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CEO, Co-Founder
Feb 17, 2022

How will APIs change the way organizations work? What is it that we do when we use APIs? How do APIs change the ecosystems we interact with?

We believe that it is essential to understand organizations as complex adaptive systems: a socio-technical amalgamation of people and technology, that show parallels with the biological systems around us. Complexity awareness gives us an adaptive perspective–a model of models–that allows for the emergence of novelty.

To gain this understanding we organize a range of activities in 2022: we will have a series of articles, conversations on the API resilience podcast, and a dedicated event series on the role of deliberate complexity in the digital service economy.

What is complexity?

We all have a visceral experience of complexity, we live it and contribute to it. It is uncomfortable to talk about complexity because it is like looking into the abyss of uncertainty. Although we have the experience with the non-linear, we learnt that analysis gives us full predictive power. That once you analysed the components of a system, you will know how it will behave. But if we are fully honest with ourselves, that is not how the world works.

According to Wikipedia, Complexity theory is (as of 10th of February 2022)

“the use of the study of complexity systems in the field of strategic management and organizational studies. It draws from research in the natural sciences that examines uncertainty and non-linearity. Complexity theory emphasizes interactions and the accompanying feedback loops that constantly change systems. While it proposes that systems are unpredictable, they are also constrained by order-generating rules.”

What makes complexity theory sometimes frustrating is that one of its core underlying principles–at least in our understanding–is that there are no universally applicable models. There is an interdependence between the observer, the world, and the model through which the observer interacts with the world. Therefore:

  1. Any model needs to be contextualized: you cannot in good faith just mimic a “best practice” of one organization and expect it to work without adjustments in another organization.
  2. Any model we use needs to be monitored for its continuing applicability in a given context. As the world evolves, even as models are gaining acceptance from a wider group of people, the domain in which a model can be used, shifts. Sometimes it gains predictive power and sometimes it loses predictive power.

That is why we see complexity theory as a metamodel of how models work and evolve. Complexity theory takes away certainty: you cannot forever simply follow the mental models you have once established. At first that seems frightening, but it is an opportunity to be less wrong: start using models and best practices in a more deliberate and adaptive way.

How can API programs benefit from complexity awareness?

Here are three ideas we derived from complexity theory that can help you on your API journey.

1. APIs are about scaling AND differentiation:

An API program can start on the business side, or the IT side, but ultimately will need to build a bridge between the economy of scale and the economy of differentiation that the various departments in an organization run on.

2. Complexity when applied deliberately can be a powerful source of value:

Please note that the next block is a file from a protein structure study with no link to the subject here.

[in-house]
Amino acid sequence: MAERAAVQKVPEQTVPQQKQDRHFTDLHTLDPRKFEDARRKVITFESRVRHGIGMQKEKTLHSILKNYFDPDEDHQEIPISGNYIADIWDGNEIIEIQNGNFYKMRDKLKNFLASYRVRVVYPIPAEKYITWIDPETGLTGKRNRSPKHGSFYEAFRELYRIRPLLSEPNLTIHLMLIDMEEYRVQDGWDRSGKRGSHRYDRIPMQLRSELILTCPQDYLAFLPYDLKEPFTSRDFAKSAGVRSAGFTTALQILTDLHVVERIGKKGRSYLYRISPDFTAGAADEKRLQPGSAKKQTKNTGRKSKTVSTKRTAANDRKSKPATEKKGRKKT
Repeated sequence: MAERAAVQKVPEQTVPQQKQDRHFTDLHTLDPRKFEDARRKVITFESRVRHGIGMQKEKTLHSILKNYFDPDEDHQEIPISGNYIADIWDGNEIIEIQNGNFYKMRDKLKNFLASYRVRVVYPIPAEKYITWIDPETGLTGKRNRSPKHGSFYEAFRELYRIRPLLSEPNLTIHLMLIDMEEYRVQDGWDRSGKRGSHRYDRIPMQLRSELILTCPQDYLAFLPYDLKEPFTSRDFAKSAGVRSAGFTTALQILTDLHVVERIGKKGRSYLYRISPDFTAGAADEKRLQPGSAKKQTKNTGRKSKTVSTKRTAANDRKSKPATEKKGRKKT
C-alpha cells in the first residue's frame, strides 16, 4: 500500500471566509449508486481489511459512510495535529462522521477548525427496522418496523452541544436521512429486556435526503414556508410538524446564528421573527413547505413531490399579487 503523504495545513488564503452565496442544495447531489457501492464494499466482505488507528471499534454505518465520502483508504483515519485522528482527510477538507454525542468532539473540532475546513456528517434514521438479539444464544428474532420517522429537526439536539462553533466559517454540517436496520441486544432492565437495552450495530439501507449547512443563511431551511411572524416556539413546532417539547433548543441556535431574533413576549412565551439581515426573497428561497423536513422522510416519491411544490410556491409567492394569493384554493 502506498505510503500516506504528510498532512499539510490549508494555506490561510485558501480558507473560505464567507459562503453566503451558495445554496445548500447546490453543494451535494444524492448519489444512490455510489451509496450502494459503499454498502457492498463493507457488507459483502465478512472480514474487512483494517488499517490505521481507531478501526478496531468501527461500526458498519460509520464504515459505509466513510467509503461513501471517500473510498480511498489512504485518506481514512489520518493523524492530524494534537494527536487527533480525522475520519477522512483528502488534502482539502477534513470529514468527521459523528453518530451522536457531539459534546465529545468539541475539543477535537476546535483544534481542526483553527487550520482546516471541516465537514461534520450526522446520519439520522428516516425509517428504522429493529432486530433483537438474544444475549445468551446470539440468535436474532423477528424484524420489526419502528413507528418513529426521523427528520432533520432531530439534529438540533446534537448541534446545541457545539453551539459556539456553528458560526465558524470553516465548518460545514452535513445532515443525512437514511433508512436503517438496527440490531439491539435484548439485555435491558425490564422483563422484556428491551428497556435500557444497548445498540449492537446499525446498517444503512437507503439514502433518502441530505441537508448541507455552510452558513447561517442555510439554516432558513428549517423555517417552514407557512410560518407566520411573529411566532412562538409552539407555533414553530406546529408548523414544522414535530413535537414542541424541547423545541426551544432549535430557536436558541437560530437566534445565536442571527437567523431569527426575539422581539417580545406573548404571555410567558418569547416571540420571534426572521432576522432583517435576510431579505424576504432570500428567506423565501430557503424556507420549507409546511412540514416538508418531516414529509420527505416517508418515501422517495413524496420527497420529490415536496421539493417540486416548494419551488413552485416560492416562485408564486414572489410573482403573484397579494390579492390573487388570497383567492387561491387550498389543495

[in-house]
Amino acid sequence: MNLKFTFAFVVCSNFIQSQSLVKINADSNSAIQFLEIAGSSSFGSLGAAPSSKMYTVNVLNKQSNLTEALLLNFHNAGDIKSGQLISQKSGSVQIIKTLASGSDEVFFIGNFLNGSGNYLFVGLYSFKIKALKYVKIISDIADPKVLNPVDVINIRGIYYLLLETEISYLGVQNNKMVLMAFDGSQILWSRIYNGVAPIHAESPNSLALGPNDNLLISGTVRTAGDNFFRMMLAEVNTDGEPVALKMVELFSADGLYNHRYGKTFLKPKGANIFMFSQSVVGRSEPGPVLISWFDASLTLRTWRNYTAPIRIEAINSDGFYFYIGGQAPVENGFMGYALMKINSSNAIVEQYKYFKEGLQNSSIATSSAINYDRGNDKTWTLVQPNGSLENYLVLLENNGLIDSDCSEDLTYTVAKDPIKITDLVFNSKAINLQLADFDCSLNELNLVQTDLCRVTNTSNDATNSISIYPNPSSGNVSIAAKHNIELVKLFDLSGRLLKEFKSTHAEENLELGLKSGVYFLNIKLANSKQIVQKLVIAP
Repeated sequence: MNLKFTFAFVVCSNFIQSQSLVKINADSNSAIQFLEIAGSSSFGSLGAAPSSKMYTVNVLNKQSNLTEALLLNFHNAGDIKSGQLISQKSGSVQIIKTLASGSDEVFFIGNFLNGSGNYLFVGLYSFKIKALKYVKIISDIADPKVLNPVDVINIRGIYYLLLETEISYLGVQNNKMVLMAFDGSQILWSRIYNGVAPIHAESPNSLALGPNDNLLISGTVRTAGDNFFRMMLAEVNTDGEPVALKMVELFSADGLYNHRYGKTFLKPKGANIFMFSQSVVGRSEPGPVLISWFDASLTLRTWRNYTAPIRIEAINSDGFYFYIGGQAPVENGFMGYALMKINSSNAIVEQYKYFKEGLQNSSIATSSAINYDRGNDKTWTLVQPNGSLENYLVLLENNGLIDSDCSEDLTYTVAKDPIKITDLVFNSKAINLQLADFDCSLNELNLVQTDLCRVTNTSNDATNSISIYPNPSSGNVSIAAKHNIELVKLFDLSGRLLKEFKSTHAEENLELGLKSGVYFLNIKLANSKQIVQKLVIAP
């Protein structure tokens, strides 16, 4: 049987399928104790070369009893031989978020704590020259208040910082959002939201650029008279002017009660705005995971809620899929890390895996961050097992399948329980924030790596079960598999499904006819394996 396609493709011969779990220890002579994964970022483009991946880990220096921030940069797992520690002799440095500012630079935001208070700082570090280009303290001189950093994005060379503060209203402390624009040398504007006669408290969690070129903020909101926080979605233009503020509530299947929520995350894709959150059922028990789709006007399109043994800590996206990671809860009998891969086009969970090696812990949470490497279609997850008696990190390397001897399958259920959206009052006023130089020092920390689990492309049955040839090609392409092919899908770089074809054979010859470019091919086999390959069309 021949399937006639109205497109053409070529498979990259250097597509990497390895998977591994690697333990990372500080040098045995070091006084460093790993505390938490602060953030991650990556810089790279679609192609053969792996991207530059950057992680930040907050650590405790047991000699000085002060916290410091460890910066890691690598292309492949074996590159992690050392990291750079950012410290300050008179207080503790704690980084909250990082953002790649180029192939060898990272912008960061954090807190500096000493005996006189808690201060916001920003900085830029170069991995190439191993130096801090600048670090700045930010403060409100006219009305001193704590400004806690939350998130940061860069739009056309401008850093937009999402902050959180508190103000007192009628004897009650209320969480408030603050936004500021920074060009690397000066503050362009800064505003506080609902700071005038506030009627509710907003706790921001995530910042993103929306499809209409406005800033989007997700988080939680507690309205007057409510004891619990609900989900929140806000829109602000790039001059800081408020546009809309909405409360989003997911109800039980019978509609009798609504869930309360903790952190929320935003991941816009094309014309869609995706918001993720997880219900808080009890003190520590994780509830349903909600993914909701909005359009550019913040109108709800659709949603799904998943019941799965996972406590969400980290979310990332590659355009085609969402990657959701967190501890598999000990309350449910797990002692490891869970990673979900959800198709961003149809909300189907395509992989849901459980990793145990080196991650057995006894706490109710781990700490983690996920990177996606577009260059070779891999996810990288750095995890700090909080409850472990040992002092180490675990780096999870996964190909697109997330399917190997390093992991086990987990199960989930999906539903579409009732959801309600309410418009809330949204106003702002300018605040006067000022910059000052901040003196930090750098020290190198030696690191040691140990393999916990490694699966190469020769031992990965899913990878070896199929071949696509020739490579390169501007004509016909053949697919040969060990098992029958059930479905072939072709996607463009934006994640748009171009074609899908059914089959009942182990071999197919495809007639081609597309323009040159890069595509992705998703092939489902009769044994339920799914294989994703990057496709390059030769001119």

Any activity that can be codified and reduced to a product eventually becomes commoditised. Some of the most valuable and resilient businesses have found a source of complexity that they address through their service offering. It is through the adaptiveness and continuous learning of their employees, that they offer a way to address the relentless change their customers need to deal with.

3. APIs are an interface between sociotechnical systems:

While it is tempting to see software artifacts as tools that solve problems, it is important to remember that tools are useless without people who have the competencies to use them and a purpose they want to fulfill with them. When we use interfaces to hide the complexity of sociotechnical systems, it becomes even more important to remember the dignity of the underlying living systems, or risk massive disruptions when unexpected behaviour emerges. We objectify sociotechnical systems at our own peril.

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APIs are signal boundary systems, that enable organizations to become more adaptive through the deliberate use of complexity. Why we think so? An introduction to the Stacey matrix, internal variety, and how APIs cause a dynamic decoupling on a global scale.

Read more

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Do you want to know more about how complexity science can help us to build better social and technical systems? We are planning a conference series dedicated to the topic.

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All Pronovix publications are the fruit of a team effort, enabled by the research and collective knowledge of the entire Pronovix team. Our ideas and experiences are greatly shaped by our clients and the communities we participate in.

Kristof Van Tomme is an open source strategist and architect. He is the CEO and co-founder of Pronovix. He’s got a degree in bioengineering and is a regular speaker at conferences in the API, developer relations, and technical writing communities. He is the host of the Developer Success & the Business of APIs and the API Resilience podcasts.


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